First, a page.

Soon, due to misunderstanding and misdirection, people are being killed in revenge and gangland warfare is imminent. Amongst all this, The Cutter who has his own plan to play out must avoid being caught by a very annoyed gangland mobster out for blood. Especially when he finds himself in very close proximity to said mobster.

Review:
'Random' is an unusual novel written from the perspective of the killer. There isn't anything unusual in that - it has been done many times before - it was just that there was a strange and yet attractive quirkiness to the story, possibly due to the writing that made me want to read on further.

This novel is not littered with particularly nice characters and you don't really warm to any of them, even the narrator – not even when you find out the whole reason why he is committing these 'random' killings. However, that said, something inexplicable made me want to continue to turn those pages. 'Random' reminded me of Patricia Highsmith's style, people you didn't find loveable and yet you had to watch as they spiralled further down in to the darkest depths none of us could ever imagine ourselves in. It is the same with why people slow down when there has been a car accident on the motorways… it is that fascination and repulsion that makes us look. The same here with 'Random' - I just couldn't avert my eyes! There isn't much in the way of dialogue as most of it is the thoughts of the killer – but definitely a very good first novel that promises much darkness in the future.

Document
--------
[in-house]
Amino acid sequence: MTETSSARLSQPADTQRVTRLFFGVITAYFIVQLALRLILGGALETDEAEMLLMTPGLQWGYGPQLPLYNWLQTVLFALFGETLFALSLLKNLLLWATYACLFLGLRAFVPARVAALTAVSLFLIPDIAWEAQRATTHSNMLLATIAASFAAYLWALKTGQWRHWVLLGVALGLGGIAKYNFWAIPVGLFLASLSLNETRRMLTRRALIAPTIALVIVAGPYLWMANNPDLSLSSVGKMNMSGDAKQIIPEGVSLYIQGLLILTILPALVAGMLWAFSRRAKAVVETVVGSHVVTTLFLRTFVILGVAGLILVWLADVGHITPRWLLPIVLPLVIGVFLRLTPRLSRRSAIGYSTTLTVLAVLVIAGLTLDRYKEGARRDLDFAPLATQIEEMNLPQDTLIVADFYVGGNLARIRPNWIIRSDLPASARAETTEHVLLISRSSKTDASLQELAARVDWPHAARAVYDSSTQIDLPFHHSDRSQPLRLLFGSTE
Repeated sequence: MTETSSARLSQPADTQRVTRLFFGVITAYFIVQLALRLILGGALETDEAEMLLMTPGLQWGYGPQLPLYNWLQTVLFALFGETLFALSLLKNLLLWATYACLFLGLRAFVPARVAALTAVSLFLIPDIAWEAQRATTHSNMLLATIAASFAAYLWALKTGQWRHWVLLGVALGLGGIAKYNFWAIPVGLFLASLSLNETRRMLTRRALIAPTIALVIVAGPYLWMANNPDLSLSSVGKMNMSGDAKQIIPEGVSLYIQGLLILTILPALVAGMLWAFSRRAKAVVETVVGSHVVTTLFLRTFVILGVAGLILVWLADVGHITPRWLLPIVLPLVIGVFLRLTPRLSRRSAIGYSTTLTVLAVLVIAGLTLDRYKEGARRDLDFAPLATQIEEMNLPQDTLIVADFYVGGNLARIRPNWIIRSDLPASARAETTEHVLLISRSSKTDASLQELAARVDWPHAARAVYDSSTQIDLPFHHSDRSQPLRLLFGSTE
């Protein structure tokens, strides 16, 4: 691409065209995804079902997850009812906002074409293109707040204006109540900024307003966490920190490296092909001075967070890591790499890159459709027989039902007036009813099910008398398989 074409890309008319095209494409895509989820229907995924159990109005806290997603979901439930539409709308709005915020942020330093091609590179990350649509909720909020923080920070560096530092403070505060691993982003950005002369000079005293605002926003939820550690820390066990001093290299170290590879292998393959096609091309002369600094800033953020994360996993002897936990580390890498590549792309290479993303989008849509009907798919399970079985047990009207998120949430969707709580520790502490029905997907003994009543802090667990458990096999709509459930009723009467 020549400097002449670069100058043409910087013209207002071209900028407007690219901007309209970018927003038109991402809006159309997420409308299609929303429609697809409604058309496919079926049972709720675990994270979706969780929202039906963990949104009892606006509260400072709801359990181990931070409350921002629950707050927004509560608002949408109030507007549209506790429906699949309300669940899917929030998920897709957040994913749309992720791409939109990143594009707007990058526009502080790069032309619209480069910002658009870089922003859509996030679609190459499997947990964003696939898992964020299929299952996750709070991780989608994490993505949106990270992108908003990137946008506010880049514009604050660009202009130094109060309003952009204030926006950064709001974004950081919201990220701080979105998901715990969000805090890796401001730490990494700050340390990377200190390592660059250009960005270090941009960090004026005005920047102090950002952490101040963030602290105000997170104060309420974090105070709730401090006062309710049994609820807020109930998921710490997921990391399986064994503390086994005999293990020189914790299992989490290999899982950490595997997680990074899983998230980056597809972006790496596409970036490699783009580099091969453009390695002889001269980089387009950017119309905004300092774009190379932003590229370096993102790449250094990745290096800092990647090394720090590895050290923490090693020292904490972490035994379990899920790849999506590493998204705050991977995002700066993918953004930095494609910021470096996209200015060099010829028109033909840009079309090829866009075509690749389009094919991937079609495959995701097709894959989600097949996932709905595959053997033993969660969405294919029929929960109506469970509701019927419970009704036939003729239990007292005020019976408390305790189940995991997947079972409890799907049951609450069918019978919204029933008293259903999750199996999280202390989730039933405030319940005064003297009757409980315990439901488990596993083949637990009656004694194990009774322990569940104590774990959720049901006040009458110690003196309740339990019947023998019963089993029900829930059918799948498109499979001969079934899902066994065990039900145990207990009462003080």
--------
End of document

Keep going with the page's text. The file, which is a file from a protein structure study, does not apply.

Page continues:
Reviewed by: C.S.

CrimeSquad Rating:

H. Terrell Griffin - Bitter Legacy

"...enough twists to entertain without ever being so complicated that the reader loses track or feels they should have made notes."

Synopsis:
After a week's holiday Matt Royal returns to Longboat Key intent on enjoying the good life - good fishing, good food, good beer - and more good fishing. However he comes back to bad news. A sniper has shot one of his best friends.